So those observations that bounce around regarding Hutton’s game that you’ve likely heard before “Oh, but he makes too many mistakes” or the “He takes too long with the puck” simply aren’t true, it’s just an individual’s confirmation bias getting the best of them.

Here’s Hutton taking too long, I mean, allowing the passing lane to materialize so he can throw a hard pass through a lane he’s created instead of going off the boards and hoping for a good bounce.

Here’s Hutton in a high pressure situation on his backhand, surrounded by Blackhawks. As soon as Blackhawks defender cuts towards Hutton, he quickly zips a pass into the middle to give Schaller an opportunity to create a two on one.

Here’s Hutton using Carl Haglein’s own speed against him, drawing him in while looking into the middle of the ice, a quick change of pace and a cut around the F1 which opens a wide open lane for a cross-ice pass for the controlled exit.

Here’s Hutton in another tough situation on his backhand – instead of panicking and throwing the puck up the boards, he defuses the situation with poise and a quick shoulder check. Hutton’s awareness helps him identify he has support deep in the pocket – a well-executed backhand pass hits Bo Horvat in stride who is sent exiting the zone with speed while two forecheckers are caught behind the play.

 

So Hutton can defend the blue-line at an elite level and he’s competent with the puck. By my standards, this qualifies to profile Hutton as a two-way defender. His teammates can count on Hutton to make the correct and often aggressive read in the neutral zone and rely on him to exit the zone. Not bad for $2.8 million these days!

An added bonus are the counting stats Hutton is producing this year. He’s put up four goals and six points in his first 16 games which matches his point total from last season. I view Hutton’s season offensively last year as a one-off – he should be right back to producing anywhere from 20-30 points which is fine considering his PP deployment will be limited when Alex Edler returns.

With the concerns surrounding Hutton fading as the season progresses, the question becomes: what does management do with Hutton? Do they double down on their investment and bring back the 25-year old whose contract is expiring after this season? The way the left-side of the Canucks defense has been constructed leaves the team in a complicated situation.

Alex Edler and Michael Del Zotto are about to become unrestricted free agents at years end, with Derrick Pouliot set to become a restricted free agent, like Hutton.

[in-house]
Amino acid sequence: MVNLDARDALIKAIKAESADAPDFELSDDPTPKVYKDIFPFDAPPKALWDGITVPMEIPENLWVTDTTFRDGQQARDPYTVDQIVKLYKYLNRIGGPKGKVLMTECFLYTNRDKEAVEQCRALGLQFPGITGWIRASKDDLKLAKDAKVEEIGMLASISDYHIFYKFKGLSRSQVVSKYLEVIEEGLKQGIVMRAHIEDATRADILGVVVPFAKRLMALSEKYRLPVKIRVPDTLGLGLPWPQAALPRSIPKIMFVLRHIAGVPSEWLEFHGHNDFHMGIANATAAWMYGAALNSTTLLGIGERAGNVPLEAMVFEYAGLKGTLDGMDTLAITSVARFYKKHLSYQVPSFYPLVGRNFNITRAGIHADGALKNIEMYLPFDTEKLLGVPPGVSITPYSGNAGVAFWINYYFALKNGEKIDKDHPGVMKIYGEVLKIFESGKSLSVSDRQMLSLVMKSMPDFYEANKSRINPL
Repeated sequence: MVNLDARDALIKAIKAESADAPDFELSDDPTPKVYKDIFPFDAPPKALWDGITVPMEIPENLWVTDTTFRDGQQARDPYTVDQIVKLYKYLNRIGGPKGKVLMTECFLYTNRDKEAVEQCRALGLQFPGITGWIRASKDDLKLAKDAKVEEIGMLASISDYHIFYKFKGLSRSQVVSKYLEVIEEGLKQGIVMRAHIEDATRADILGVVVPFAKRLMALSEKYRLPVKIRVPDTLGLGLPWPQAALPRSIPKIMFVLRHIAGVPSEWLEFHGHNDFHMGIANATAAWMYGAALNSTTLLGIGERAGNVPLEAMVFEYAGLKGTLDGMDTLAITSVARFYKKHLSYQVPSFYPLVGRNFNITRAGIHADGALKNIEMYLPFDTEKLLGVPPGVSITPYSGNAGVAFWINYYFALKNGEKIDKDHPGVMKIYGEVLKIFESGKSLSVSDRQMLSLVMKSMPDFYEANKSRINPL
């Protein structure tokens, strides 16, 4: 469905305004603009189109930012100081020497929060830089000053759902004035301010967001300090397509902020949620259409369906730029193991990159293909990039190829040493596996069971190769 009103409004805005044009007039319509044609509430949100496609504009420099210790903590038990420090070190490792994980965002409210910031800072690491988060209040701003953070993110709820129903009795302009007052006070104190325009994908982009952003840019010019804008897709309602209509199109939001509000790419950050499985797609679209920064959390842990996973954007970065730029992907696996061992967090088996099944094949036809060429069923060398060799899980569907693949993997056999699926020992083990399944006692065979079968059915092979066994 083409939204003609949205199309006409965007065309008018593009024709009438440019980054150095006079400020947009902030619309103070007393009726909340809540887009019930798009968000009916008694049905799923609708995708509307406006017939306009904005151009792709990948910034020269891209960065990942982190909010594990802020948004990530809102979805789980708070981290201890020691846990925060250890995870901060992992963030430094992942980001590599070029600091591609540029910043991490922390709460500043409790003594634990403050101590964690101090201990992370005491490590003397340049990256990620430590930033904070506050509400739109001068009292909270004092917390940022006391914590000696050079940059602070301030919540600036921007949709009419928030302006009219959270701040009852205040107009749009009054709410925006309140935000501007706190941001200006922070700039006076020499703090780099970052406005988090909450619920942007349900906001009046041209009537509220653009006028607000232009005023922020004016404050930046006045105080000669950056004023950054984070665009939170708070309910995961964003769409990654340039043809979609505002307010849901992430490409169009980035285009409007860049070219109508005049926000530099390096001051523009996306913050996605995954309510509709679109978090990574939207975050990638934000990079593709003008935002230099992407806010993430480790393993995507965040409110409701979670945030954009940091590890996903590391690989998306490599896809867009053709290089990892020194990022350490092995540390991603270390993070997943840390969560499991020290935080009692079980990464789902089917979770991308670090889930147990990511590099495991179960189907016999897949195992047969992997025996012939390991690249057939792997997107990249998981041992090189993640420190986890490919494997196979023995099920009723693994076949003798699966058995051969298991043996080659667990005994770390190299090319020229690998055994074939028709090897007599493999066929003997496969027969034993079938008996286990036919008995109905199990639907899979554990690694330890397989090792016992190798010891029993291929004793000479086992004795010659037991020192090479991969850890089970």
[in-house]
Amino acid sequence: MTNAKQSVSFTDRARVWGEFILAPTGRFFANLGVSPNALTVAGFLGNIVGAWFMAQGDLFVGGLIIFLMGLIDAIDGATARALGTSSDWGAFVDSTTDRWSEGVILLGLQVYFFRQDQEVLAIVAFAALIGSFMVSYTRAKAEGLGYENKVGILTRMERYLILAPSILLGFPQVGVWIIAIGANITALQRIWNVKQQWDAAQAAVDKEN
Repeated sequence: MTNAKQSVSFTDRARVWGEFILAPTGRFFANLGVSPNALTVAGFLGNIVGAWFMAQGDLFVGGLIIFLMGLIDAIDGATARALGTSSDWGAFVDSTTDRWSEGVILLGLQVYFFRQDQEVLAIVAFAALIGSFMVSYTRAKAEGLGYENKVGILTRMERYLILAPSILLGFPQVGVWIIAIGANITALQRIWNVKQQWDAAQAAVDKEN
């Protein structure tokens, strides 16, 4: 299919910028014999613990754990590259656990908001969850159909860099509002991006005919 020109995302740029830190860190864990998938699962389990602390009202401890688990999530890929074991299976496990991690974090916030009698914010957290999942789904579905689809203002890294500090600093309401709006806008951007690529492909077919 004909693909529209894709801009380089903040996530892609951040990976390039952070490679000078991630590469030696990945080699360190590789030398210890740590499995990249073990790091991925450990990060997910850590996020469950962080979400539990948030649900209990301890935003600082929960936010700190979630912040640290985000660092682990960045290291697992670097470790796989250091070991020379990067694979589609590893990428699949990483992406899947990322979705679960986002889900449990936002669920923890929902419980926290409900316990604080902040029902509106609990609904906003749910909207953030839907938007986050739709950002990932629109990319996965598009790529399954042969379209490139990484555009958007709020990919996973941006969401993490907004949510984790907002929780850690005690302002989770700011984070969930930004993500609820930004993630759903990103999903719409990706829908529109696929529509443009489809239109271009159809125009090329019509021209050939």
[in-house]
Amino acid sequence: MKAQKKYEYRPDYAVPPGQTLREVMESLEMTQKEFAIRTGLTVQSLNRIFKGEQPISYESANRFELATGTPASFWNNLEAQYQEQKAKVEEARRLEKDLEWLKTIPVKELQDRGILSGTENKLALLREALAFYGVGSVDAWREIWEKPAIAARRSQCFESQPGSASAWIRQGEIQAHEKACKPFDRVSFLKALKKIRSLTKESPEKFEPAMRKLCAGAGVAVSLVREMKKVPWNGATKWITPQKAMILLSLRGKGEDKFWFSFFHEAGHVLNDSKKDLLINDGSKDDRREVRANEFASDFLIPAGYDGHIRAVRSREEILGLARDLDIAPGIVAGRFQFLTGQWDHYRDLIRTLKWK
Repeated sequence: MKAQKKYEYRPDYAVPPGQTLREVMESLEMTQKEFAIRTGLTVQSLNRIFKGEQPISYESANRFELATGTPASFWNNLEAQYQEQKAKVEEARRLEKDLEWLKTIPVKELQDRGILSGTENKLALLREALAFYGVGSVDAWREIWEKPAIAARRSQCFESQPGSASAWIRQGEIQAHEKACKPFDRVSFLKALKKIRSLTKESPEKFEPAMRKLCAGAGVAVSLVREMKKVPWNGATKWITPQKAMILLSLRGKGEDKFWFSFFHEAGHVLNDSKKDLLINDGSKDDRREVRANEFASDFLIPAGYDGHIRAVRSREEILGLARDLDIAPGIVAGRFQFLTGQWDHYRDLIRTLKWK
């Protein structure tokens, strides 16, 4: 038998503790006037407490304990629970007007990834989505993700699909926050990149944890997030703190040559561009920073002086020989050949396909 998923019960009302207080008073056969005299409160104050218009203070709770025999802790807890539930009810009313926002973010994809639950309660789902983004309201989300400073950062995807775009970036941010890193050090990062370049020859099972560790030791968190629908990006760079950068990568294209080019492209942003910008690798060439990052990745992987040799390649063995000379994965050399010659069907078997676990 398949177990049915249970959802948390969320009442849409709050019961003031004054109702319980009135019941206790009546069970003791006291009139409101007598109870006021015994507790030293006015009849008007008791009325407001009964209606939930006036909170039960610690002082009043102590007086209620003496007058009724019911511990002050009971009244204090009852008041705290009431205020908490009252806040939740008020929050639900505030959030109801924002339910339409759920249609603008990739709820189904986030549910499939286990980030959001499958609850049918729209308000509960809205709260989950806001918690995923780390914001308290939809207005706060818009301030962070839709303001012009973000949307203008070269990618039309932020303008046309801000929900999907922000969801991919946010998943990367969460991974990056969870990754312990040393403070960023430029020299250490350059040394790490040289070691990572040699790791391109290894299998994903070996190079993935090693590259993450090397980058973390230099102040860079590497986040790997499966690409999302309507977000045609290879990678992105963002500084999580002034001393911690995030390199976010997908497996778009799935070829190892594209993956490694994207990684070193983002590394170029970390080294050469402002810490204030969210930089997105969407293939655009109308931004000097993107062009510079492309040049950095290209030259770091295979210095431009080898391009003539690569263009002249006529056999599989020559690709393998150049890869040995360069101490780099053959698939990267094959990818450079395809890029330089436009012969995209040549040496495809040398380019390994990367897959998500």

It’s not like you can go into next year with the left-side of your defense led by two rookies in Quinn Hughes and Olli Juolevi.

You’re also not fixing this in the thin UFA market led by Jake Gardiner and followed by a long awkward silence.

In my opinion, the Canucks have until the trade deadline to figure it out. If Hutton can maintain this consistent level of play into February, it’s an easy decision, you bring him back and can probably get him at a discounted rate and reasonable term due to last season.

If the wheels fall off Hutton’s game, and I don’t suspect that will happen, you bring back Alex Edler. As much as I like what Edler brings to the table, his value will never get any higher than at this year trade deadline. In past deadlines, Jim Benning has turned Jannik Hansen and Alex Burrows into Nikolay Goldobin and Jonathan Dahlen, you’d have to think a return for Edler would be an asset of that calibre at the very least.

But who knows? A lot can happen between now and February. If the Canucks are still in the playoff race when the time comes, that’ll even further complicate everything. For now, we’ll continue to enjoy Hutton’s new level of play and the fact that the Canucks are the highest scoring team in the Western Conference.



  • Freud

    Remember when Benning re-signed Hutton and wondered aloud whether Hutton was capable of scoring 50-60 pts?

    This is something a casual fan would say. Heck, he scored 25 pts as a rookie, that means he’ll score 50 as a vet! More evidence that Benning makes decisions with only a basic and simple minded understanding of what a player is actually about.

    Along comes Keeping showing Benning how informed decision making and evaluation actually works.

    • detox

      really? “More evidence that Benning makes decisions with only a basic and simple minded understanding of what a player is actually about.”

      come on Freud, what are you doing in JB’s head? I’m willing to stop watching Long Island Medium if you get your own show. <3

    • Defenceman Factory

      Benning and particularly Green have developed a young defenceman into a very effective player. Given Hutton’s performance he is providing very good value this year.